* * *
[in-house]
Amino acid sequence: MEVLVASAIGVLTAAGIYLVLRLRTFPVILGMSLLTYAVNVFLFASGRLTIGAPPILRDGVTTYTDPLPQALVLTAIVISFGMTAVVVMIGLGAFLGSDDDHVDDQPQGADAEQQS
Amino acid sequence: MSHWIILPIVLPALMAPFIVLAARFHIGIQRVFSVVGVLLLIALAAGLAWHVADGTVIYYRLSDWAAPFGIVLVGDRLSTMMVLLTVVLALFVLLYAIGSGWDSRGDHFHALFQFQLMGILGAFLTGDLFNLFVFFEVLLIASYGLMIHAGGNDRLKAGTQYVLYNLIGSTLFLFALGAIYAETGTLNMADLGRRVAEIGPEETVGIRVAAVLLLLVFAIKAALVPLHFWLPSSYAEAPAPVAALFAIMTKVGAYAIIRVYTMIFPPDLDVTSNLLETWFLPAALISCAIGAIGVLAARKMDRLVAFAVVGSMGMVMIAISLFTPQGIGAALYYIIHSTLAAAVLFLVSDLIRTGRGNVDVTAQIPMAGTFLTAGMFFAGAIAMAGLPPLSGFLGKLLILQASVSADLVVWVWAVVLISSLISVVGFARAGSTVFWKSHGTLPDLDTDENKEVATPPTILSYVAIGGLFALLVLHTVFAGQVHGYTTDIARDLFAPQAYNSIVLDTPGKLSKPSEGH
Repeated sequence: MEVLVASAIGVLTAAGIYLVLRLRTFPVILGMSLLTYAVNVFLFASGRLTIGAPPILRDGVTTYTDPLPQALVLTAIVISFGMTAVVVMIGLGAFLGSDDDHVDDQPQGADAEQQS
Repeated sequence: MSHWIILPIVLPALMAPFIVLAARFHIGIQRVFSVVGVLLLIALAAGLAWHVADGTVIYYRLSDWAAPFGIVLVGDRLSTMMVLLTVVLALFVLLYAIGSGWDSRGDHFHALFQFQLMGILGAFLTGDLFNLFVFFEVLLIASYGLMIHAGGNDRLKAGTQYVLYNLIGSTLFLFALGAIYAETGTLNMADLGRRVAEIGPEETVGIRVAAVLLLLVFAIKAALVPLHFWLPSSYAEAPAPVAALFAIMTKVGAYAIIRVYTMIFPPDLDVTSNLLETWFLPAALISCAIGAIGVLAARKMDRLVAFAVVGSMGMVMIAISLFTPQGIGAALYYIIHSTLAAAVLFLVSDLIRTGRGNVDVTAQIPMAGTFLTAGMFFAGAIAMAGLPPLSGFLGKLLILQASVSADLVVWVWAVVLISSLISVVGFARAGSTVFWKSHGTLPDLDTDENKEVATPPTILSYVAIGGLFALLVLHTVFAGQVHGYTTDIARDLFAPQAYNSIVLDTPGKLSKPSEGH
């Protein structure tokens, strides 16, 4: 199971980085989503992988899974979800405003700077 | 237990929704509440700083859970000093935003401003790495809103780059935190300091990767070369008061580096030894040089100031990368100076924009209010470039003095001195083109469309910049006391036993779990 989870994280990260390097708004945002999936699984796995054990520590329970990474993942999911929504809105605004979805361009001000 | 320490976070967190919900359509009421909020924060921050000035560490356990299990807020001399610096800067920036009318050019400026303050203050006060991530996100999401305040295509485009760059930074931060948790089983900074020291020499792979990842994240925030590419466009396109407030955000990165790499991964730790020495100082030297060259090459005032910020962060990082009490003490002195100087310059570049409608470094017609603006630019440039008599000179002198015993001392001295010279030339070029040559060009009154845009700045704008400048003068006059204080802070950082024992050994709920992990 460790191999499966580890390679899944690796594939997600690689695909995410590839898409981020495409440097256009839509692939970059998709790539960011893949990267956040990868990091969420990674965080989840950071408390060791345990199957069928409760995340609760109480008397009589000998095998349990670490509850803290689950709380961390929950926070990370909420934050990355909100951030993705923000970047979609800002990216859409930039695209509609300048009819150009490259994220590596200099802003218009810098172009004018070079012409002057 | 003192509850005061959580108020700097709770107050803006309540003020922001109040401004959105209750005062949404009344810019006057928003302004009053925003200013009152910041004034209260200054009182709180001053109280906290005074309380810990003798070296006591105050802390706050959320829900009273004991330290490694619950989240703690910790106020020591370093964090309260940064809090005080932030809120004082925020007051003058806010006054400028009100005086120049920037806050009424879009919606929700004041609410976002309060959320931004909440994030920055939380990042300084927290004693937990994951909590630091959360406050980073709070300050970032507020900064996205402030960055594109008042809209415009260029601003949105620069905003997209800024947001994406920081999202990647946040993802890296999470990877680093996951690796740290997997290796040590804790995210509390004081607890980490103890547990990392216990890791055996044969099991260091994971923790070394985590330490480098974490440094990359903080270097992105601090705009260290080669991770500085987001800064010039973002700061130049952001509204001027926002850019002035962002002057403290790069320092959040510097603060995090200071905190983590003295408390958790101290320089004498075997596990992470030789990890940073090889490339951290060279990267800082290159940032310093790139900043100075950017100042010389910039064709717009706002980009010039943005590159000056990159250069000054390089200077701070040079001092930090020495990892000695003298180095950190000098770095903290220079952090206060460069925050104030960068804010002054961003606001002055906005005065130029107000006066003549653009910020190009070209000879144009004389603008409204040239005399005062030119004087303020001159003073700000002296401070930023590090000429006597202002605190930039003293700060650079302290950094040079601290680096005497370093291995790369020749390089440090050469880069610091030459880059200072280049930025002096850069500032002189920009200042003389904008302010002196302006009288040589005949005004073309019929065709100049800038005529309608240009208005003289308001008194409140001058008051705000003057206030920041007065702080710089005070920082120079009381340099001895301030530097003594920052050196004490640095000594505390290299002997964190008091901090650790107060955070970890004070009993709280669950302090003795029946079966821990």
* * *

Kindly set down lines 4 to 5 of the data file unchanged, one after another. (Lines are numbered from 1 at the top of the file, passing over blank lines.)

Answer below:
Repeated sequence: MEVLVASAIGVLTAAGIYLVLRLRTFPVILGMSLLTYAVNVFLFASGRLTIGAPPILRDGVTTYTDPLPQALVLTAIVISFGMTAVVVMIGLGAFLGSDDDHVDDQPQGADAEQQS
Repeated sequence: MSHWIILPIVLPALMAPFIVLAARFHIGIQRVFSVVGVLLLIALAAGLAWHVADGTVIYYRLSDWAAPFGIVLVGDRLSTMMVLLTVVLALFVLLYAIGSGWDSRGDHFHALFQFQLMGILGAFLTGDLFNLFVFFEVLLIASYGLMIHAGGNDRLKAGTQYVLYNLIGSTLFLFALGAIYAETGTLNMADLGRRVAEIGPEETVGIRVAAVLLLLVFAIKAALVPLHFWLPSSYAEAPAPVAALFAIMTKVGAYAIIRVYTMIFPPDLDVTSNLLETWFLPAALISCAIGAIGVLAARKMDRLVAFAVVGSMGMVMIAISLFTPQGIGAALYYIIHSTLAAAVLFLVSDLIRTGRGNVDVTAQIPMAGTFLTAGMFFAGAIAMAGLPPLSGFLGKLLILQASVSADLVVWVWAVVLISSLISVVGFARAGSTVFWKSHGTLPDLDTDENKEVATPPTILSYVAIGGLFALLVLHTVFAGQVHGYTTDIARDLFAPQAYNSIVLDTPGKLSKPSEGH